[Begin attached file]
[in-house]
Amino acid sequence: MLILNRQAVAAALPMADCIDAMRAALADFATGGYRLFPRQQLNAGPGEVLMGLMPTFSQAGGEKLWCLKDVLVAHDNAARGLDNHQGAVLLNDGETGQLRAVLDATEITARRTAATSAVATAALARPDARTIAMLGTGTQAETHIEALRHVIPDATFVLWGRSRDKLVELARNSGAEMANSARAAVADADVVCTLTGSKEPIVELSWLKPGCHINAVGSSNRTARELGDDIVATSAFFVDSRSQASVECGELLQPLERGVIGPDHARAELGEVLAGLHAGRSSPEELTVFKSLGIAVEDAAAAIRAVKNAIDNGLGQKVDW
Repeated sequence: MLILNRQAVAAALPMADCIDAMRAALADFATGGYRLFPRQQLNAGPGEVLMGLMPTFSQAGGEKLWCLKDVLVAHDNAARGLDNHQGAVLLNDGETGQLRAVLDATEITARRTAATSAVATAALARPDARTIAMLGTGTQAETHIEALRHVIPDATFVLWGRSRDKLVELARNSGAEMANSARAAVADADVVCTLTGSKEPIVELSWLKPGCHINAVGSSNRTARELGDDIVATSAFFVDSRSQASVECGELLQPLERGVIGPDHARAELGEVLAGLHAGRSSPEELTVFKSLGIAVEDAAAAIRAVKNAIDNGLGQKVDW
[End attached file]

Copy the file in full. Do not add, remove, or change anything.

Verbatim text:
[in-house]
Amino acid sequence: MLILNRQAVAAALPMADCIDAMRAALADFATGGYRLFPRQQLNAGPGEVLMGLMPTFSQAGGEKLWCLKDVLVAHDNAARGLDNHQGAVLLNDGETGQLRAVLDATEITARRTAATSAVATAALARPDARTIAMLGTGTQAETHIEALRHVIPDATFVLWGRSRDKLVELARNSGAEMANSARAAVADADVVCTLTGSKEPIVELSWLKPGCHINAVGSSNRTARELGDDIVATSAFFVDSRSQASVECGELLQPLERGVIGPDHARAELGEVLAGLHAGRSSPEELTVFKSLGIAVEDAAAAIRAVKNAIDNGLGQKVDW
Repeated sequence: MLILNRQAVAAALPMADCIDAMRAALADFATGGYRLFPRQQLNAGPGEVLMGLMPTFSQAGGEKLWCLKDVLVAHDNAARGLDNHQGAVLLNDGETGQLRAVLDATEITARRTAATSAVATAALARPDARTIAMLGTGTQAETHIEALRHVIPDATFVLWGRSRDKLVELARNSGAEMANSARAAVADADVVCTLTGSKEPIVELSWLKPGCHINAVGSSNRTARELGDDIVATSAFFVDSRSQASVECGELLQPLERGVIGPDHARAELGEVLAGLHAGRSSPEELTVFKSLGIAVEDAAAAIRAVKNAIDNGLGQKVDW